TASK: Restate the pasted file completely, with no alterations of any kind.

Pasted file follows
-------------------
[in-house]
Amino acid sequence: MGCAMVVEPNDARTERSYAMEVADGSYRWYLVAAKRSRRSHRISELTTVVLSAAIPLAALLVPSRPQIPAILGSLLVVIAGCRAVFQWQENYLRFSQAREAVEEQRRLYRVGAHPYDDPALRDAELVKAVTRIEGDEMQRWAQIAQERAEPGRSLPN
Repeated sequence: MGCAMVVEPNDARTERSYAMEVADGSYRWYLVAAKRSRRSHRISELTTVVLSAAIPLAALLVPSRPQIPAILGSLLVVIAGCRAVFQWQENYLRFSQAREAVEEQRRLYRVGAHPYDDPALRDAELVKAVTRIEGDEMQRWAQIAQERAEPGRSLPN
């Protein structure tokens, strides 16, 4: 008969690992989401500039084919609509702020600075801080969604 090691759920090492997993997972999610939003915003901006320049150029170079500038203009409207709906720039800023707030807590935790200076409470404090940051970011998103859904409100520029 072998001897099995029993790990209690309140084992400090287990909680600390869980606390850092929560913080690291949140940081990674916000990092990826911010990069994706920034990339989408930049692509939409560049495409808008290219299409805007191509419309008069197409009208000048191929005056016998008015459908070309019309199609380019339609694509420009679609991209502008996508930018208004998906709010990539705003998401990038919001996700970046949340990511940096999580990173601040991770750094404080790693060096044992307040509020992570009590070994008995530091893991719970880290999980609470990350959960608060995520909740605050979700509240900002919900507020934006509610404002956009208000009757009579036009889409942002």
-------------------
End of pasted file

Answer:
[in-house]
Amino acid sequence: MGCAMVVEPNDARTERSYAMEVADGSYRWYLVAAKRSRRSHRISELTTVVLSAAIPLAALLVPSRPQIPAILGSLLVVIAGCRAVFQWQENYLRFSQAREAVEEQRRLYRVGAHPYDDPALRDAELVKAVTRIEGDEMQRWAQIAQERAEPGRSLPN
Repeated sequence: MGCAMVVEPNDARTERSYAMEVADGSYRWYLVAAKRSRRSHRISELTTVVLSAAIPLAALLVPSRPQIPAILGSLLVVIAGCRAVFQWQENYLRFSQAREAVEEQRRLYRVGAHPYDDPALRDAELVKAVTRIEGDEMQRWAQIAQERAEPGRSLPN
């Protein structure tokens, strides 16, 4: 008969690992989401500039084919609509702020600075801080969604 090691759920090492997993997972999610939003915003901006320049150029170079500038203009409207709906720039800023707030807590935790200076409470404090940051970011998103859904409100520029 072998001897099995029993790990209690309140084992400090287990909680600390869980606390850092929560913080690291949140940081990674916000990092990826911010990069994706920034990339989408930049692509939409560049495409808008290219299409805007191509419309008069197409009208000048191929005056016998008015459908070309019309199609380019339609694509420009679609991209502008996508930018208004998906709010990539705003998401990038919001996700970046949340990511940096999580990173601040991770750094404080790693060096044992307040509020992570009590070994008995530091893991719970880290999980609470990350959960608060995520909740605050979700509240900002919900507020934006509610404002956009208000009757009579036009889409942002």